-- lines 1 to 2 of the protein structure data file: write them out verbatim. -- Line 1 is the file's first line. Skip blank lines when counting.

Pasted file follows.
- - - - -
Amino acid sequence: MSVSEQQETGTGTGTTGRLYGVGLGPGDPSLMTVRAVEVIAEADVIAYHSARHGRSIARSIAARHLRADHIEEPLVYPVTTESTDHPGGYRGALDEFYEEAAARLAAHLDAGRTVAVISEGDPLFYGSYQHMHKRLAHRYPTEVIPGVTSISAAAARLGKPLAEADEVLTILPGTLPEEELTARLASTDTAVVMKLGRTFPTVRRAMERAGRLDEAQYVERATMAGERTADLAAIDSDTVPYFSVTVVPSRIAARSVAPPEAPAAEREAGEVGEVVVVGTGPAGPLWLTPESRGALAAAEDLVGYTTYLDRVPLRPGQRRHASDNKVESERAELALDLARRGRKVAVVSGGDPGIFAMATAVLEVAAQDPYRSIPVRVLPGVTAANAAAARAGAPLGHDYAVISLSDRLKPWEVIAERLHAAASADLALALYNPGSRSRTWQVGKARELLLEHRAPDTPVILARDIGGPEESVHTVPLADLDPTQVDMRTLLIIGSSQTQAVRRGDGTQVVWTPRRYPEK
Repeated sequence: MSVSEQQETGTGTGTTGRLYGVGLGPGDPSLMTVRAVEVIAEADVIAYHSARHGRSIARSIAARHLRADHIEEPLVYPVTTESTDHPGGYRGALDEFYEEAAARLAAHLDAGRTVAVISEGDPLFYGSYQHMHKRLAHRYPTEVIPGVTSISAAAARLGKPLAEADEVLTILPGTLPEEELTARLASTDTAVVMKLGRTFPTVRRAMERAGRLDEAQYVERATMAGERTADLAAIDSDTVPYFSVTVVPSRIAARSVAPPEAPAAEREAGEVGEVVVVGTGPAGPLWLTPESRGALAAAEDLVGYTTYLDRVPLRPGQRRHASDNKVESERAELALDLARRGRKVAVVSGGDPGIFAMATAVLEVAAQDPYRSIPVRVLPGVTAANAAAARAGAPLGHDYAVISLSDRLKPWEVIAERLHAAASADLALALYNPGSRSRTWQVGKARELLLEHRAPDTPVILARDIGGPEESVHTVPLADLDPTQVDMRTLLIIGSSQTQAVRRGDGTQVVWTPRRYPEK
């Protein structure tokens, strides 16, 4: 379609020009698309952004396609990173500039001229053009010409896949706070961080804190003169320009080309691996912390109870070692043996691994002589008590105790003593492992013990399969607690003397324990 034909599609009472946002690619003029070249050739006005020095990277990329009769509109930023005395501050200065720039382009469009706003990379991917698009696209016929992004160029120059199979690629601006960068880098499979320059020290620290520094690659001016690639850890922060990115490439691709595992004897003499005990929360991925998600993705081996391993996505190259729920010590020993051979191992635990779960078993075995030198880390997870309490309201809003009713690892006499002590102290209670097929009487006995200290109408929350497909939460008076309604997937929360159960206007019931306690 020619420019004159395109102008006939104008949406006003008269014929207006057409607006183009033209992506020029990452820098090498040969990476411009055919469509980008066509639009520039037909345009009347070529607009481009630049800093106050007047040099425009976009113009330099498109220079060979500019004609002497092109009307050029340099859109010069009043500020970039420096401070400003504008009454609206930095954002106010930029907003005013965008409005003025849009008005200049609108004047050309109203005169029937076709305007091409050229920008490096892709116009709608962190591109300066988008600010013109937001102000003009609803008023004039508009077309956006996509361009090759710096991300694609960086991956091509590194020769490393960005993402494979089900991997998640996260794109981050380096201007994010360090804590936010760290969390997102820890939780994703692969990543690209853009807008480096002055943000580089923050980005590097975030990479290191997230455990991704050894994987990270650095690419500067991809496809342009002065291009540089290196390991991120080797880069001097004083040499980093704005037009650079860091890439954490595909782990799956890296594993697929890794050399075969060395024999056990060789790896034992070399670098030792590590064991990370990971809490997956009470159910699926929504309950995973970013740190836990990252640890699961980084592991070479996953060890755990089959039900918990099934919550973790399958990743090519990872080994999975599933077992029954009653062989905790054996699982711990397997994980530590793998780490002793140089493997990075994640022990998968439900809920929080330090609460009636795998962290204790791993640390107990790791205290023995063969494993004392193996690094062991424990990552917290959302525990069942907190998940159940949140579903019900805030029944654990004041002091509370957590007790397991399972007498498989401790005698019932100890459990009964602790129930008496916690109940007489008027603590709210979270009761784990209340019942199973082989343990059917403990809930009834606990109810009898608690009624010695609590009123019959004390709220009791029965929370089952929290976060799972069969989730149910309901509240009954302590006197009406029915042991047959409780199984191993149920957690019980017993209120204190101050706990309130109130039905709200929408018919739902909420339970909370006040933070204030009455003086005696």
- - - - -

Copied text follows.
Amino acid sequence: MSVSEQQETGTGTGTTGRLYGVGLGPGDPSLMTVRAVEVIAEADVIAYHSARHGRSIARSIAARHLRADHIEEPLVYPVTTESTDHPGGYRGALDEFYEEAAARLAAHLDAGRTVAVISEGDPLFYGSYQHMHKRLAHRYPTEVIPGVTSISAAAARLGKPLAEADEVLTILPGTLPEEELTARLASTDTAVVMKLGRTFPTVRRAMERAGRLDEAQYVERATMAGERTADLAAIDSDTVPYFSVTVVPSRIAARSVAPPEAPAAEREAGEVGEVVVVGTGPAGPLWLTPESRGALAAAEDLVGYTTYLDRVPLRPGQRRHASDNKVESERAELALDLARRGRKVAVVSGGDPGIFAMATAVLEVAAQDPYRSIPVRVLPGVTAANAAAARAGAPLGHDYAVISLSDRLKPWEVIAERLHAAASADLALALYNPGSRSRTWQVGKARELLLEHRAPDTPVILARDIGGPEESVHTVPLADLDPTQVDMRTLLIIGSSQTQAVRRGDGTQVVWTPRRYPEK
Repeated sequence: MSVSEQQETGTGTGTTGRLYGVGLGPGDPSLMTVRAVEVIAEADVIAYHSARHGRSIARSIAARHLRADHIEEPLVYPVTTESTDHPGGYRGALDEFYEEAAARLAAHLDAGRTVAVISEGDPLFYGSYQHMHKRLAHRYPTEVIPGVTSISAAAARLGKPLAEADEVLTILPGTLPEEELTARLASTDTAVVMKLGRTFPTVRRAMERAGRLDEAQYVERATMAGERTADLAAIDSDTVPYFSVTVVPSRIAARSVAPPEAPAAEREAGEVGEVVVVGTGPAGPLWLTPESRGALAAAEDLVGYTTYLDRVPLRPGQRRHASDNKVESERAELALDLARRGRKVAVVSGGDPGIFAMATAVLEVAAQDPYRSIPVRVLPGVTAANAAAARAGAPLGHDYAVISLSDRLKPWEVIAERLHAAASADLALALYNPGSRSRTWQVGKARELLLEHRAPDTPVILARDIGGPEESVHTVPLADLDPTQVDMRTLLIIGSSQTQAVRRGDGTQVVWTPRRYPEK